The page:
National Projects
Project duration: 
Sep 2023 to Aug 2026


The elemental composition of matter determines its physical and chemical properties. Living matter is not an exception to this rule as evidenced by the widely known leaf economic spectrum, indicating that higher concentrations of nitrogen (N) and phosphorus (P) relate to higher photosynthetic capacity in plants. Accordingly, the elemental composition of organisms (i.e., the elementome) has been suggested to be a good proxy of organismal functioning. However, the relationship between the concentration of elements other than C, N and P on organism traits has barely been explored beyond a few anecdotal cases.

Hence, the main aim of E-TRAITS is to provide strong empirical evidence regarding the correspondence between organism traits and their elemental composition beyond that of carbon (C), N and P (such as micronutrients and trace elements). We hypothesise that the larger the difference in elemental composition between two organisms, the larger the difference in their functional traits will be. On the other hand, a considerable amount of N and P in organisms is stored as DNA, and a large proportion of genome has no clear biological function. Hence, E-TRAITS will also explore how genome size affects the elementome-traits coordination. To do so, E-TRAITS will work with plants (trees, shrubs and bryophytes) and arthropods in order to find universal patters between using two very distinct biological groups. E-TRAITS will consist of three work packages (WP). WP1 will sample a wide array of plants and arthropods, and will measure their elementomes, genome sizes and traits (i.e., metabolism, life history traits, morphological traits) in order to study their interspecific variability. WP2 will investigate intraspecific variability in elementomes and traits from plants and arthropods under natural (subpackage 2.1, based on the species collected in WP1) and experimental (subpackage 2.2) conditions. We will set up two experiments in Panamá, in collaboration with the Smithsonian Tropical Research Institute, that will experimentally investigate how shifts in the environmental availability of nutrients affect traits and elementome plasticity in plants (using seedlings, experiment 1) and arthropods (experiment 2). Our results will provide robust evidence regarding the coordination between traits and elementomes beyond that of C, N and P, and will point out, for the first time, the role of genome size in shaping these relationships.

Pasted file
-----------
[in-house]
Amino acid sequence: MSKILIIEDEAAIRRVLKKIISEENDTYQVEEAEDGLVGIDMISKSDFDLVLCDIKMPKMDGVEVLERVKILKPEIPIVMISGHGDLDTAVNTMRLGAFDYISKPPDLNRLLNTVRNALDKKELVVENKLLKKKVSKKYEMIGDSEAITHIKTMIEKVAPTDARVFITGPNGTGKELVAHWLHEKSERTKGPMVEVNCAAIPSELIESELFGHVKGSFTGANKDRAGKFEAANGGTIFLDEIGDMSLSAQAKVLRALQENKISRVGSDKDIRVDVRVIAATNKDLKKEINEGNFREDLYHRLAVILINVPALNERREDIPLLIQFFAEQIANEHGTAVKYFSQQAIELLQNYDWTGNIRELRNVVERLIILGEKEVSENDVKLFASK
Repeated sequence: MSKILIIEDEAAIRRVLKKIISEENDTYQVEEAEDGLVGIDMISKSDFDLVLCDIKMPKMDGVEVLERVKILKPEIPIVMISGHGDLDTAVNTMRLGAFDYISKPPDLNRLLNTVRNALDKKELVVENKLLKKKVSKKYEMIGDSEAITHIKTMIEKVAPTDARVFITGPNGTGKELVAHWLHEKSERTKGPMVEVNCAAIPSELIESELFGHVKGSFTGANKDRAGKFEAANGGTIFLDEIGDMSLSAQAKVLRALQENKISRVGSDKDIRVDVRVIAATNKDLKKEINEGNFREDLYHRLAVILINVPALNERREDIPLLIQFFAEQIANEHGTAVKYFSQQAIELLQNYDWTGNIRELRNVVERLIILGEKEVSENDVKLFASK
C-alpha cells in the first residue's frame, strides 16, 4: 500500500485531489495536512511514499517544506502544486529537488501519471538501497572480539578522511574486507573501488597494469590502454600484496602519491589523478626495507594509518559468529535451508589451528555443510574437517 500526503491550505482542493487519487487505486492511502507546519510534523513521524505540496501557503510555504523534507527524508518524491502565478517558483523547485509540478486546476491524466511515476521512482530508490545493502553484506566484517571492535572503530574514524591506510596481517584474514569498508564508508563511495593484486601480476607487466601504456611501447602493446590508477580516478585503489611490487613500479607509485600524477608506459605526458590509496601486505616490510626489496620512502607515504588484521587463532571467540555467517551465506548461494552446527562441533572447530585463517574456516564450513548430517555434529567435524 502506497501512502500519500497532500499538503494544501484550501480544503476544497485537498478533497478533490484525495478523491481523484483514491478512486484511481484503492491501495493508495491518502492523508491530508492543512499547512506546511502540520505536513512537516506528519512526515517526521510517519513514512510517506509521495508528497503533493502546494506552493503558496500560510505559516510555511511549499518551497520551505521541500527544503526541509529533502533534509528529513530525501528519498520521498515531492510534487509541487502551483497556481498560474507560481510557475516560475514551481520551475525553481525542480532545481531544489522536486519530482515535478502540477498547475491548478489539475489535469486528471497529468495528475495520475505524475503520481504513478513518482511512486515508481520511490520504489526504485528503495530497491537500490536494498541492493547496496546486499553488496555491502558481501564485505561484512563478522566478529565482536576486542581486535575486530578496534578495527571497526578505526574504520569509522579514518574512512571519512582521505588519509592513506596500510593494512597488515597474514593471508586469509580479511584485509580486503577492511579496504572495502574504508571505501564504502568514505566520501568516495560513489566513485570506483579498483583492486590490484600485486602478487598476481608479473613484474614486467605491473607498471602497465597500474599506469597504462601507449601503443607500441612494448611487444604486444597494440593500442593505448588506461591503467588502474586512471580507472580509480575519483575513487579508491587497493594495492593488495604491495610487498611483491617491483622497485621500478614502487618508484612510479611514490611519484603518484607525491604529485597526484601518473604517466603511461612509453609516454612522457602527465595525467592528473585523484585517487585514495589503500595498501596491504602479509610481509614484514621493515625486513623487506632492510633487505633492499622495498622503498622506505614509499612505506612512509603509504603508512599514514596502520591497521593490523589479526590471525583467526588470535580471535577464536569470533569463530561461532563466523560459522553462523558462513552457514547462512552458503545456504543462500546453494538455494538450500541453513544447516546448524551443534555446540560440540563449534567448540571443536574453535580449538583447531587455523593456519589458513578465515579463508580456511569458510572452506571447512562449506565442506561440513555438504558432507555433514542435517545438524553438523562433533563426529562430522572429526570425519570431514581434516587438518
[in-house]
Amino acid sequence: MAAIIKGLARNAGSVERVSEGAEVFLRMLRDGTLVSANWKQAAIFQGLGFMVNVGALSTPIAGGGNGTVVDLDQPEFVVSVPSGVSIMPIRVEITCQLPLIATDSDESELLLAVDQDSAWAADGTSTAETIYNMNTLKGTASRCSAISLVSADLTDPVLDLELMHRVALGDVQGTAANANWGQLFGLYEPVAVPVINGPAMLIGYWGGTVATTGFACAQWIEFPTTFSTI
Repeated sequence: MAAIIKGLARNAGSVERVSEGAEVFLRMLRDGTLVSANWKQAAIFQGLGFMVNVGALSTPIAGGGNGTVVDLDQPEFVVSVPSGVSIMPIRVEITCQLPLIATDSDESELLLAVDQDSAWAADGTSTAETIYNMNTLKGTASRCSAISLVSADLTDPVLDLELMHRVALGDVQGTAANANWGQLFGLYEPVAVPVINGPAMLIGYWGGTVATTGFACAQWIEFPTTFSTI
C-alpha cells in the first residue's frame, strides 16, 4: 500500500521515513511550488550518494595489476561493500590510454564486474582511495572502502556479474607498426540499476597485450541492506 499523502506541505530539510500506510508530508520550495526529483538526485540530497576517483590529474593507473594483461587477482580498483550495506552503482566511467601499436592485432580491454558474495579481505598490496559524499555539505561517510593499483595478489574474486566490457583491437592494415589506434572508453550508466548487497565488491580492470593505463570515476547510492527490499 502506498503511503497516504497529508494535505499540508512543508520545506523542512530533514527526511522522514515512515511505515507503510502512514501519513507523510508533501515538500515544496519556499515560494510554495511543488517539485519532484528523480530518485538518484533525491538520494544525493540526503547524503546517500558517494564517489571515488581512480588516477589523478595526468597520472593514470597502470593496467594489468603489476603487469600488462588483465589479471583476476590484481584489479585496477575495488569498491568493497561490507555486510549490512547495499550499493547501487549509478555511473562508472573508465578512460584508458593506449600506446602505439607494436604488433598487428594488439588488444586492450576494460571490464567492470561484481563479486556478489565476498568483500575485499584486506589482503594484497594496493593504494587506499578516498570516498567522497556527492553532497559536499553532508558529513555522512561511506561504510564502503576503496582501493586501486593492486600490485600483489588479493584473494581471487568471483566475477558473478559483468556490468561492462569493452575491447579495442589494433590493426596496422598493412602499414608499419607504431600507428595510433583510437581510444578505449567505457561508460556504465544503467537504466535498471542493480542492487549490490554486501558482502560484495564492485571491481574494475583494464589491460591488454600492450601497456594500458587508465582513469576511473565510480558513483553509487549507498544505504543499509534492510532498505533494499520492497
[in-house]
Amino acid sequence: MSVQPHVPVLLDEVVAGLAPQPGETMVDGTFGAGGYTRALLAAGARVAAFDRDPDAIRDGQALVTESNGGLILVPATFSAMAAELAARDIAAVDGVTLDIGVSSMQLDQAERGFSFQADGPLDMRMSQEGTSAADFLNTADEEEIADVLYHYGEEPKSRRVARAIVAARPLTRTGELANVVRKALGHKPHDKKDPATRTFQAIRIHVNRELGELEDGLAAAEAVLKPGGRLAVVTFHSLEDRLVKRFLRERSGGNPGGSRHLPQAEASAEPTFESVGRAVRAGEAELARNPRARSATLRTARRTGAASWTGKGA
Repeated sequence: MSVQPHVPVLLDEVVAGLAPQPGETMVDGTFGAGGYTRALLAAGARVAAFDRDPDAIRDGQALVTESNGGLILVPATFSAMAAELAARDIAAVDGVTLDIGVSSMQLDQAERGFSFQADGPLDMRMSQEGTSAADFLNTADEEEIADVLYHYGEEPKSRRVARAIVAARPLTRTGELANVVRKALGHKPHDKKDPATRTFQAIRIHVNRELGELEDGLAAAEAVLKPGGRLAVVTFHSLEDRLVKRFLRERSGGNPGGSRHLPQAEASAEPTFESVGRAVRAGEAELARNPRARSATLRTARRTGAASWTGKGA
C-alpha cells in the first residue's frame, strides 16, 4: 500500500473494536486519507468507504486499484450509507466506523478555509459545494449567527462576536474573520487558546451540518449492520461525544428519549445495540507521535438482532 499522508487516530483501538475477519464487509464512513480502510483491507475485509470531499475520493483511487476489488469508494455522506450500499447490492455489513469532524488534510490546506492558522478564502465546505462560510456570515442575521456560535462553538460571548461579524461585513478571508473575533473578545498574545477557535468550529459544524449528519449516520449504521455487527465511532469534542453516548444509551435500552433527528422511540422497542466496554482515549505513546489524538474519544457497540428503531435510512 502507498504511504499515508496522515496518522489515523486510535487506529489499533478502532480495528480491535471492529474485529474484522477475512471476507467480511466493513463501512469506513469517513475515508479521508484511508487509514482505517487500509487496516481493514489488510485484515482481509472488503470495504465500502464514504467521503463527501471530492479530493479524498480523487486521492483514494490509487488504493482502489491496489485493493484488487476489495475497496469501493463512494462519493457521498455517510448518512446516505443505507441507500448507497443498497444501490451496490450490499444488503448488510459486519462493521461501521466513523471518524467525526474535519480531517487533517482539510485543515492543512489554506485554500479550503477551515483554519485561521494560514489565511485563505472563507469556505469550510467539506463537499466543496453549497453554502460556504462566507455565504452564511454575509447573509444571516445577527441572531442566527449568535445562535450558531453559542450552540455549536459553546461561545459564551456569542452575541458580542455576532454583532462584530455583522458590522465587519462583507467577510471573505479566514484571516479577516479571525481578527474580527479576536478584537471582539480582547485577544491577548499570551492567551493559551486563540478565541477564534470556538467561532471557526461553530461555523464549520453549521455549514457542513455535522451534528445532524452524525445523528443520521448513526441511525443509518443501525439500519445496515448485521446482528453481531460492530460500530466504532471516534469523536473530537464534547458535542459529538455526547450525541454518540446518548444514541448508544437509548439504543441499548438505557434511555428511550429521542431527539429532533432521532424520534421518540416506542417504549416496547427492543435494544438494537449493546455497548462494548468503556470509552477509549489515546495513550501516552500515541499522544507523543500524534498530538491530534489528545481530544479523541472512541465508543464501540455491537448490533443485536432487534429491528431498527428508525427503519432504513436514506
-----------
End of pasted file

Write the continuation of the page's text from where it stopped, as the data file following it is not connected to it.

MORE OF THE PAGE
Research project PID2022-141972NA-I00 funded by MCIN/AEI/10.13039/501100011033/ and by FEDER A way of making Europe.